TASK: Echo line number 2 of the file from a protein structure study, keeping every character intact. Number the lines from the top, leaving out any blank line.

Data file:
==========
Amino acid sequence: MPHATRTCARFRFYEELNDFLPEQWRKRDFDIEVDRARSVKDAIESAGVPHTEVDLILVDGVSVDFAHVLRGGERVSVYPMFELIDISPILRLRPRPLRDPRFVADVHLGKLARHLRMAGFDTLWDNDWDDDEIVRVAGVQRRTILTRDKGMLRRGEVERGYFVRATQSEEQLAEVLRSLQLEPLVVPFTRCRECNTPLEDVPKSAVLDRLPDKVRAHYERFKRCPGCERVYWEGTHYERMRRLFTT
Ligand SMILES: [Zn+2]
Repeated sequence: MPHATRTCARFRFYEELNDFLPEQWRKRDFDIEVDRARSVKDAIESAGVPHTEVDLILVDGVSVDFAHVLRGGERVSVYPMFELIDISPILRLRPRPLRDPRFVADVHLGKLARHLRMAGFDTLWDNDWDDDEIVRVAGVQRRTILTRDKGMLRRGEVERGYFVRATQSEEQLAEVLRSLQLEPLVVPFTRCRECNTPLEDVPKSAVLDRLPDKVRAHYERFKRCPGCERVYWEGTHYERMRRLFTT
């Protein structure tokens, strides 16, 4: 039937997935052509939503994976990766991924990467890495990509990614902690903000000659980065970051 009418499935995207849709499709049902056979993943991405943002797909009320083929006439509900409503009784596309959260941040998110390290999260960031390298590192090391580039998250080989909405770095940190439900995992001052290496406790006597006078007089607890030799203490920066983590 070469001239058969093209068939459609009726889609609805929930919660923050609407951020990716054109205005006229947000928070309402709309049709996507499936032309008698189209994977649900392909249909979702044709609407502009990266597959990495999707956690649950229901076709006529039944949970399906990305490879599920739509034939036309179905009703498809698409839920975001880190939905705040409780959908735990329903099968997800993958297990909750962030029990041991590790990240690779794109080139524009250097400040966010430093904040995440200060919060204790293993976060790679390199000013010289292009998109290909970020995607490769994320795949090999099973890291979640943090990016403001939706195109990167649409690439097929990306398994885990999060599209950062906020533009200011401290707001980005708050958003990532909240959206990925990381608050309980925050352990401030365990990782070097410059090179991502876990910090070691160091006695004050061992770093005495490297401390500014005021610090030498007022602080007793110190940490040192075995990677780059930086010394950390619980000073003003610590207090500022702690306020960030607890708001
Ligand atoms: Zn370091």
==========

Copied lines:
Ligand SMILES: [Zn+2]